Microsoft Surface Tablet: Your Next Windows PC?
Four Unanswered Questions
Many unknowns are still to be revealed about Surface. The stakes are high: Market research firm NPD DisplaySearch, for instance, estimates that by 2016 tablet shipments will exceed laptop shipments. Windows 8 tablets could play a significant role in helping to boost tablet sales.
How Much Will It Cost?
Microsoft didn’t reveal what Surface’s pricing would be at launch; rather, the company said that the Windows RT version would cost about the same as comparable tablets, and that the Pro version would target Ultrabook pricing. Those generalities leave a lot of wiggle room.
Consider the Surface RT, which will have 32GB and 64GB versions. Acer’s Iconia Tab A700, an Android competitor, costs $450 with 32GB of storage; the Asus Transformer Pad Infinity TF700 costs $500, also with 32GB of storage. Apple’s third-generation iPad is $499 for 16GB, and $599 for 32GB.
So, realistically, Surface RT must come in under $500 to be competitive. And even then, Microsoft will face price-pressure challenges from 7-inch tablets, including Google’s Nexus 7 ($249 for 16GB) and a rumored 7-inch Apple iPad that, if it does ship, would be priced competitively with the Nexus 7. Those lower prices will certainly affect what consumers expect to pay for a tablet, regardless of a larger screen size.
Pricing is equally unclear for the Surface Pro. Ultrabooks, with 128GB to 320GB of storage, are priced at $750 to $1100; 64GB Windows 7 tablets range from $750 to $1099. If Surface Pro with 64GB can hit $800, it will be reasonably competitive. After all, Apple’s 64GB iPad costs $699 today. But if Surface Pro hits $1000 or more, Microsoft’s tablet may seem too pricey.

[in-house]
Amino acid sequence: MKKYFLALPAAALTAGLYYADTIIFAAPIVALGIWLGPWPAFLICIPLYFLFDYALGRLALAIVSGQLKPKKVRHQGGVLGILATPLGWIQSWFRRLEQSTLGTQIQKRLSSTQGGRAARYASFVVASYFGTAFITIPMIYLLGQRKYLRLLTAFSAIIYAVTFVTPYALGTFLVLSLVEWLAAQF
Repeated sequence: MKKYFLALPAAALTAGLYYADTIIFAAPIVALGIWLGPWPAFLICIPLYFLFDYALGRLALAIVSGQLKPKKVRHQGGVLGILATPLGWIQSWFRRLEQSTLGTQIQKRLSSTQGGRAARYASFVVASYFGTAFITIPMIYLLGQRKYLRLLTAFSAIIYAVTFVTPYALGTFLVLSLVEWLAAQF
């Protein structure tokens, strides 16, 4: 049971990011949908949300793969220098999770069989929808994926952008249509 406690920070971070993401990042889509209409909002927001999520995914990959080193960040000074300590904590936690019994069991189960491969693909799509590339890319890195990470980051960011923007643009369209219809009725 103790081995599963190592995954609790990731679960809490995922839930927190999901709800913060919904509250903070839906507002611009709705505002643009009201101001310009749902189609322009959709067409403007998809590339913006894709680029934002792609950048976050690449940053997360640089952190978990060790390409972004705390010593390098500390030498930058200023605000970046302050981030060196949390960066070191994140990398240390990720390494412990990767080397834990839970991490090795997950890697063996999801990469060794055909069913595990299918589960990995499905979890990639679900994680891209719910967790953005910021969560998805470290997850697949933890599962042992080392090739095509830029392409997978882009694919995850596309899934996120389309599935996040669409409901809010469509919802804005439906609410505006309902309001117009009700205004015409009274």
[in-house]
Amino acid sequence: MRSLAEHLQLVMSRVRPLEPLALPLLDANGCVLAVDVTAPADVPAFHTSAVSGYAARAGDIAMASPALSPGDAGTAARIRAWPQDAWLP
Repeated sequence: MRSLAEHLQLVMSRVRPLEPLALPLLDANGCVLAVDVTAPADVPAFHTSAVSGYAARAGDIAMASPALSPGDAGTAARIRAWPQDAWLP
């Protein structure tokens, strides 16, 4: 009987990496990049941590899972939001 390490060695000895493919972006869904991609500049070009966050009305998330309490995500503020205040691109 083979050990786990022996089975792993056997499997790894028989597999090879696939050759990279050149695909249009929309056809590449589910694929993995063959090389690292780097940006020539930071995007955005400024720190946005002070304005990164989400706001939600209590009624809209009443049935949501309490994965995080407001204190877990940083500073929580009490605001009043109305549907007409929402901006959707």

What Kind of Battery Life Can We Expect?
At its launch event, Microsoft declined to offer battery life estimates. All-day computing remains the holy grail of tablets, and some competitors are getting closer. For instance, in PCWorld’s video-playback test, the Apple iPad lasted 10 hours, 46 minutes; the Google Nexus 7, 10 hours, 10 minutes; the Acer Iconia Tab A700, 8 hours, 11 minutes; and the Asus Transformer Pad Infinity TF700, 7 hours, 58 minutes.
However, even if Surface Pro can’t match those numbers, it needs to stack up well against Ultrabooks, which average around 6 to 7 hours of battery life, and existing Windows 7 tablets, which clock in at 4 to 6 hours of battery life.
Microsoft, we hope, has some battery-stretching secrets up its sleeve. Windows 8 has power-management features to help maximize battery life by optimizing how apps, the OS, and hardware work together. A “Connected Standby” mode lets the machine enter a low-power state, while still receiving updates; and Windows 8 Metro apps are designed to take advantage of this mode. Today, though, Connected Standby works only with ARM processors and with Intel’s still-forthcoming system-on-a-chip processor. Current Intel Ivy Bridge Core i3, i5, and i7 CPUs do not support Connected Standby.
Will Surface Have 3G/4G Connectivity?
Microsoft hasn’t yet mentioned Surface support of mobile data options; carrier partnerships may still be in development. Or perhaps Microsoft will skip integrated mobile broadband for the relative simplicity of a Wi-Fi-only version. You can, of course, use either Surface model over Wi-Fi with a mobile hotspot, or with a USB data dongle, for that matter.
When Can We Buy It?
Surface RT should be available when Windows 8 launches in late October. The Surface Pro model is scheduled for approximately three months after the RT version ships, meaning it should be available in early 2013.
For comprehensive coverage of the Android ecosystem, visit Greenbot.com.